Redskins

David Elfin On Sports: Don’t Count On Running Back By Committee

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Credit: Dilip Vishwanat/Getty Images

Credit: Dilip Vishwanat/Getty Images

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Ever since Ryan Torain leapt back from invisibility and overpowered the St. Louis Rams on Oct. 2, Redskins fans have been wondering if Washington coach Mike Shanahan is going to implement a three-headed running back scheme.

After all, such arrangements worked wonderfully for the burgundy and gold during their past two Super Bowl championship seasons.
In 1991, Earnest Byner was the do-it-all back, rookie Ricky Ervins was the squat change of pace runner and burly Gerald Riggs was the man in short yardage and goal line situations.

Four years earlier, fading veteran George Rogers was the main weapon with swift Kelvin Bryant as more of a pass-catching threat and undersized Keith Griffin filling in as needed. Each led the Redskins in at least two games before Timmy Smith suddenly came to the forefront in postseason and became a Super Bowl hero.

Those are sweet memories, but don’t expect Shanahan to try to repeat that history. His offense produced six different 1,000-yard runners during his 14 years in Denver as the Broncos led the NFL in rushing, but Shanahan’s Super Bowl winners relied heavily on a lone standout back, Terrell Davis.

During those 1997 and 1998 seasons, Davis scored 36 of the Broncos’ 44 rushing touchdowns. He carried 369 times for 1,750 yards in 1997 with aging quarterback John Elway the next leading rusher and 392 times for 2,008 yards in 1998 with Derek Loville No. 2 with 53 carries for 161 yards.
That’s about as far from balance as possible.

And don’t think that just because Tim Hightower has started the first four games and Washington is 3-1 that the cold-blooded Shanahan feels an obligation to keep starting him, especially since the former Arizona Cardinal has an ailing shoulder.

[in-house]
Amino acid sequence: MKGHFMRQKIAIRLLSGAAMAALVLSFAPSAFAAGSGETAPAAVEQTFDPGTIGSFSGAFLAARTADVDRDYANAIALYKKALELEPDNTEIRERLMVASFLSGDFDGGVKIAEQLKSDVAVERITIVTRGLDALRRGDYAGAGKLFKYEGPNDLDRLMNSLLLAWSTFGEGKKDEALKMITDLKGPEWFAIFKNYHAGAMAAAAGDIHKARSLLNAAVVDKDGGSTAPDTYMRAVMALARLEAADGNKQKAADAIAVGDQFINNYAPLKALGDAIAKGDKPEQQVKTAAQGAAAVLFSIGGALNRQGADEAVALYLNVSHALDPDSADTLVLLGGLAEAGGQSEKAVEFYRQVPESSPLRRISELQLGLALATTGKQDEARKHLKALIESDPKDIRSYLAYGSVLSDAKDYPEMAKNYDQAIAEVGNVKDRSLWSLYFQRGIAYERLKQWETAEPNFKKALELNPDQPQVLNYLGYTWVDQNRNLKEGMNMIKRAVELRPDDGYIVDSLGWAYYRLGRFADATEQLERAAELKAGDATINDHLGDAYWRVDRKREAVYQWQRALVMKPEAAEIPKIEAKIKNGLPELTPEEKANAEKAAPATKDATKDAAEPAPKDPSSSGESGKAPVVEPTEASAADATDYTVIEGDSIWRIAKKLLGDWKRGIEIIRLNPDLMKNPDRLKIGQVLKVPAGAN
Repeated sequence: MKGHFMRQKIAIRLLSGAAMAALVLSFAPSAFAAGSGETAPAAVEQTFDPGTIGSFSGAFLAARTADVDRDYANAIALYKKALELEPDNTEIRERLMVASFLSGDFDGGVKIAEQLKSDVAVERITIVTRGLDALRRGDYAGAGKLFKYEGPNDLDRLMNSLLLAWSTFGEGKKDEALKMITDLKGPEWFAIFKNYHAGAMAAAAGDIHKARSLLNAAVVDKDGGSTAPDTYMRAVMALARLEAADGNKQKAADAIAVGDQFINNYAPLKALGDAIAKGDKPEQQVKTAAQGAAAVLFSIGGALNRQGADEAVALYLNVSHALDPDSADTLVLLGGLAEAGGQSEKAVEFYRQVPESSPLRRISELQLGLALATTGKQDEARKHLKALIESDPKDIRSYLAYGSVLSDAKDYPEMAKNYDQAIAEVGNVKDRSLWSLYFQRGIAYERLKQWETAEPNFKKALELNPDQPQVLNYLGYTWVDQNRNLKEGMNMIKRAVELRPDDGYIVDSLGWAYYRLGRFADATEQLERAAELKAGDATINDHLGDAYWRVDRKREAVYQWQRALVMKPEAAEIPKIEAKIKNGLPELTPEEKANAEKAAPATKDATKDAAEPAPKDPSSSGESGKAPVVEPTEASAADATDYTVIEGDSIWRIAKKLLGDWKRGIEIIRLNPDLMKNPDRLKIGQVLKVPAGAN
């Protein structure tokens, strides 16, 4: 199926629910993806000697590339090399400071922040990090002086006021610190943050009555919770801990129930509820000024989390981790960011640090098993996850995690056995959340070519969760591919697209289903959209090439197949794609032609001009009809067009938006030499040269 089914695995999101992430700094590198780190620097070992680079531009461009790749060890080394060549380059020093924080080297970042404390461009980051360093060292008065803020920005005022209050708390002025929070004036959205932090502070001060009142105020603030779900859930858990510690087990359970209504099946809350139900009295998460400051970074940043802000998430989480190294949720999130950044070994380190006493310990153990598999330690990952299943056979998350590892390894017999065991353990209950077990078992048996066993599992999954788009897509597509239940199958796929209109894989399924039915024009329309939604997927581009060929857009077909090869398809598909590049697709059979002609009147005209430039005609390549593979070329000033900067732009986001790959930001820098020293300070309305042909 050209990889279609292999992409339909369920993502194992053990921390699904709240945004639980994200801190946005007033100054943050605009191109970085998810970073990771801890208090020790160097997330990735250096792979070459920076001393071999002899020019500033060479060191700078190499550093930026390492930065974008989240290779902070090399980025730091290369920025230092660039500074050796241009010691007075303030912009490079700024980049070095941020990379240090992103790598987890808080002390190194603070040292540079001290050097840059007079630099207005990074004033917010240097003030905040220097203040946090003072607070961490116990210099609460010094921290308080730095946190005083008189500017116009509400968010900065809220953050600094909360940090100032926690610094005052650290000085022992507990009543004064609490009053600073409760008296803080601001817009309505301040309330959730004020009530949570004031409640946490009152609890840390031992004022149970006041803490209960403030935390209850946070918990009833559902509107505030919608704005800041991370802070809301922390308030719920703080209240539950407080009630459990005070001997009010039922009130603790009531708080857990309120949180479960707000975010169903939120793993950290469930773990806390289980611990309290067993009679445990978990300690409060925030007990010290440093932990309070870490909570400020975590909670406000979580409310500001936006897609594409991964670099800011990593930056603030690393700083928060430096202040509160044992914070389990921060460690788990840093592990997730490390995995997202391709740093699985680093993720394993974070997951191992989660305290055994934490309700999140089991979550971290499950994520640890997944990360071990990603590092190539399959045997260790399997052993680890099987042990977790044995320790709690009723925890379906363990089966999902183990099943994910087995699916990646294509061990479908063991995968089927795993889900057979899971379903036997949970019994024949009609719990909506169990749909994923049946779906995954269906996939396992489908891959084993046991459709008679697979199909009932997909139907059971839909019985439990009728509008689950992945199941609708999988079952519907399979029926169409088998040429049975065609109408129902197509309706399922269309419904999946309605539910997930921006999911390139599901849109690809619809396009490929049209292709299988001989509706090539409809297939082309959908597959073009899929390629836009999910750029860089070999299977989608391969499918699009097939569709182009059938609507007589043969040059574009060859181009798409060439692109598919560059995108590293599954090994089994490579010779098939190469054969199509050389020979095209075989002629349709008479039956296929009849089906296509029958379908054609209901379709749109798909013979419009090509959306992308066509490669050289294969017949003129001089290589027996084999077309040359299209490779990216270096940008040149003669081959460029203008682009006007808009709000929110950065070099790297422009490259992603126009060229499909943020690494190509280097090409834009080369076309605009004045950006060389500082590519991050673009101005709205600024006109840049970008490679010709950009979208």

Consider that Shanahan drafted Torain in Denver, brought him here last year and enjoyed his success (4.5 yards per carry) in 2010 only to make him a non-person for the first three games of 2011.

Hightower is averaging just 3.5 yards a carry, not even half the 7.1 that Torain churned out at St. Louis. If Hightower wasn’t Washington’s best pass-catching back and best pass blocker, he would probably be assuming Torain’s cheerleader role until the latter was injured or slacked off considerably.

Rookie Roy Helu, whose cutback style seems a great fit for Shanahan’s zone-blocking system, is averaging 5.3 per carry and figures to remain the changeup back when the starter needs a breather.

While 21 of the 32 NFL teams had two backs rush for at least 300 yards in 2010, Shanahan can note that Carolina, the only team with a trio of 300-yard runners, was a league-worst 2-14. And the coach will never forget that the only year he had such balanced production in Denver was 2008 when a late-season collapse got him fired from a job some assumed was going to be his until he retired.

The Redskins were the NFL’s third-worst rushing offense last year as Torain, the battered Clinton Portis and rookie free agent Keiland Williams all started at least three games. In contrast, with Hightower starting every game so far this year, Washington is eighth in rushing.

With Hightower slumping and a little banged-up and Torain healthy and on fire, Shanahan said that he won’t decide on his starter until Sunday. Rubbish.

“We have three backs that I really believe in,” Shanahan said. “Ryan had a heck of a game (against the Rams). Any time a guy is averaging seven yards a carry, you’re sure going to give him an opportunity to show us what he can do.”

In other words, the job Torain’s to take and run with it (pun intended).

David Elfin has covered sports since he was a junior at Bethesda-Chevy Chase High School in 1975. He is the Washington representative on the Pro Football Hall of Fame selection committee and is the author of the new book: “Washington Redskins: The Complete Illustrated History.” A pre-game regular on 106.7-The Fan during the 2010 Redskins season, he returned to the station as its blogger in March.rch.
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